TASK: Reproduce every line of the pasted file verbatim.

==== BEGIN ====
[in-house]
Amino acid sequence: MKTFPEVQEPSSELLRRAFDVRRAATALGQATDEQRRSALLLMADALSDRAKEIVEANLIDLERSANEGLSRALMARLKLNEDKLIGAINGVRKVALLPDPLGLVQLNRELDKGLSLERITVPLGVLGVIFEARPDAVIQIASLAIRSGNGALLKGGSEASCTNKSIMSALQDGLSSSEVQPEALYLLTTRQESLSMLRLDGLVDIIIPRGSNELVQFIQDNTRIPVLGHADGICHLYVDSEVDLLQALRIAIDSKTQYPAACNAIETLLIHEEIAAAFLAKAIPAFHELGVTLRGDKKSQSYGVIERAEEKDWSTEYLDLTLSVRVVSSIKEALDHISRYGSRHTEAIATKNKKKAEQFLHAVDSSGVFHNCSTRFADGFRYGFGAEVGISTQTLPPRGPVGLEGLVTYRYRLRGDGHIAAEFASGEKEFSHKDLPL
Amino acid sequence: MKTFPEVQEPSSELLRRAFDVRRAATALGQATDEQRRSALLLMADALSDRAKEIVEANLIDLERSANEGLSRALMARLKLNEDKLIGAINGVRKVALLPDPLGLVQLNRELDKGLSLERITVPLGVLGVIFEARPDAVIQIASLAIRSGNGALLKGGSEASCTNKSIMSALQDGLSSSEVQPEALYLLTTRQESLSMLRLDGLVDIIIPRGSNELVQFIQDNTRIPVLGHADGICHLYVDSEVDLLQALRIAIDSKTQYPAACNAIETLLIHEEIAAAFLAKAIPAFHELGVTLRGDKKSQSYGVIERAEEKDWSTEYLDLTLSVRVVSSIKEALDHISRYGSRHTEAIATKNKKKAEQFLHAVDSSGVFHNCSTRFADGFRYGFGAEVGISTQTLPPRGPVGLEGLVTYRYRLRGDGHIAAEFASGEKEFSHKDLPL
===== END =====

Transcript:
[in-house]
Amino acid sequence: MKTFPEVQEPSSELLRRAFDVRRAATALGQATDEQRRSALLLMADALSDRAKEIVEANLIDLERSANEGLSRALMARLKLNEDKLIGAINGVRKVALLPDPLGLVQLNRELDKGLSLERITVPLGVLGVIFEARPDAVIQIASLAIRSGNGALLKGGSEASCTNKSIMSALQDGLSSSEVQPEALYLLTTRQESLSMLRLDGLVDIIIPRGSNELVQFIQDNTRIPVLGHADGICHLYVDSEVDLLQALRIAIDSKTQYPAACNAIETLLIHEEIAAAFLAKAIPAFHELGVTLRGDKKSQSYGVIERAEEKDWSTEYLDLTLSVRVVSSIKEALDHISRYGSRHTEAIATKNKKKAEQFLHAVDSSGVFHNCSTRFADGFRYGFGAEVGISTQTLPPRGPVGLEGLVTYRYRLRGDGHIAAEFASGEKEFSHKDLPL
Amino acid sequence: MKTFPEVQEPSSELLRRAFDVRRAATALGQATDEQRRSALLLMADALSDRAKEIVEANLIDLERSANEGLSRALMARLKLNEDKLIGAINGVRKVALLPDPLGLVQLNRELDKGLSLERITVPLGVLGVIFEARPDAVIQIASLAIRSGNGALLKGGSEASCTNKSIMSALQDGLSSSEVQPEALYLLTTRQESLSMLRLDGLVDIIIPRGSNELVQFIQDNTRIPVLGHADGICHLYVDSEVDLLQALRIAIDSKTQYPAACNAIETLLIHEEIAAAFLAKAIPAFHELGVTLRGDKKSQSYGVIERAEEKDWSTEYLDLTLSVRVVSSIKEALDHISRYGSRHTEAIATKNKKKAEQFLHAVDSSGVFHNCSTRFADGFRYGFGAEVGISTQTLPPRGPVGLEGLVTYRYRLRGDGHIAAEFASGEKEFSHKDLPL